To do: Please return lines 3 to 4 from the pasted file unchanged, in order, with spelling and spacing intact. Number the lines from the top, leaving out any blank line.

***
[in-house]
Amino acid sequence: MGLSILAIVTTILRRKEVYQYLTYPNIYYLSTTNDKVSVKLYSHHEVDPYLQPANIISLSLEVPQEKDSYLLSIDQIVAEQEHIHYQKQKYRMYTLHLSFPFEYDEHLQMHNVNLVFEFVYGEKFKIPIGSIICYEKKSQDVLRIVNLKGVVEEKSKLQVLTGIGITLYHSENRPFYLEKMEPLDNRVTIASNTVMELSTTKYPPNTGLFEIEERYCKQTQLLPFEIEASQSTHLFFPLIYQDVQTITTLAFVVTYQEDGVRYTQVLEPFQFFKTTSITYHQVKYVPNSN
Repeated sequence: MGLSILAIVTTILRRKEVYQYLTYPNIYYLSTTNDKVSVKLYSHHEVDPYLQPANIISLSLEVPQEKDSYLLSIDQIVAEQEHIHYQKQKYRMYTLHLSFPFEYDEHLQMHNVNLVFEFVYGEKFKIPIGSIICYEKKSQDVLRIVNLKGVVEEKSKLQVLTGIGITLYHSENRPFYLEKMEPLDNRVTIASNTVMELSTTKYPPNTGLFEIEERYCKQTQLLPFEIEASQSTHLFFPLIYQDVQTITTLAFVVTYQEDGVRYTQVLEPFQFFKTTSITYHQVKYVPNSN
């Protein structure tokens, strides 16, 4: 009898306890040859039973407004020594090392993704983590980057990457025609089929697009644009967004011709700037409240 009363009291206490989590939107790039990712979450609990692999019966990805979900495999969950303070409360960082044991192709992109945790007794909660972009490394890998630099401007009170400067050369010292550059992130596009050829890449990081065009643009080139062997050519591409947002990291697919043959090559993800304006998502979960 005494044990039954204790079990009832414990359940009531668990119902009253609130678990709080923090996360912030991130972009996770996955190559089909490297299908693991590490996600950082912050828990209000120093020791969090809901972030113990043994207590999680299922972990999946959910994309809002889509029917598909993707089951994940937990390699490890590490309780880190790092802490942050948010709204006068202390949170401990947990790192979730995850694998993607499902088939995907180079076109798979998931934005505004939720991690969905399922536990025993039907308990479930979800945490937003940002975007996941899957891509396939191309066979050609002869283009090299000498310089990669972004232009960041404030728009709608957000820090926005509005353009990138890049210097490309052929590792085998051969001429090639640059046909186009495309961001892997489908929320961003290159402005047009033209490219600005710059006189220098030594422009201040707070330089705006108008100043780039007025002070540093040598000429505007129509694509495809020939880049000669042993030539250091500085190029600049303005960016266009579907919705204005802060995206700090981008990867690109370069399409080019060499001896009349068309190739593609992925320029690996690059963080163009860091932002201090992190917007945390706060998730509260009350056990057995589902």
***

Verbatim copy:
Repeated sequence: MGLSILAIVTTILRRKEVYQYLTYPNIYYLSTTNDKVSVKLYSHHEVDPYLQPANIISLSLEVPQEKDSYLLSIDQIVAEQEHIHYQKQKYRMYTLHLSFPFEYDEHLQMHNVNLVFEFVYGEKFKIPIGSIICYEKKSQDVLRIVNLKGVVEEKSKLQVLTGIGITLYHSENRPFYLEKMEPLDNRVTIASNTVMELSTTKYPPNTGLFEIEERYCKQTQLLPFEIEASQSTHLFFPLIYQDVQTITTLAFVVTYQEDGVRYTQVLEPFQFFKTTSITYHQVKYVPNSN
């Protein structure tokens, strides 16, 4: 009898306890040859039973407004020594090392993704983590980057990457025609089929697009644009967004011709700037409240 009363009291206490989590939107790039990712979450609990692999019966990805979900495999969950303070409360960082044991192709992109945790007794909660972009490394890998630099401007009170400067050369010292550059992130596009050829890449990081065009643009080139062997050519591409947002990291697919043959090559993800304006998502979960 005494044990039954204790079990009832414990359940009531668990119902009253609130678990709080923090996360912030991130972009996770996955190559089909490297299908693991590490996600950082912050828990209000120093020791969090809901972030113990043994207590999680299922972990999946959910994309809002889509029917598909993707089951994940937990390699490890590490309780880190790092802490942050948010709204006068202390949170401990947990790192979730995850694998993607499902088939995907180079076109798979998931934005505004939720991690969905399922536990025993039907308990479930979800945490937003940002975007996941899957891509396939191309066979050609002869283009090299000498310089990669972004232009960041404030728009709608957000820090926005509005353009990138890049210097490309052929590792085998051969001429090639640059046909186009495309961001892997489908929320961003290159402005047009033209490219600005710059006189220098030594422009201040707070330089705006108008100043780039007025002070540093040598000429505007129509694509495809020939880049000669042993030539250091500085190029600049303005960016266009579907919705204005802060995206700090981008990867690109370069399409080019060499001896009349068309190739593609992925320029690996690059963080163009860091932002201090992190917007945390706060998730509260009350056990057995589902």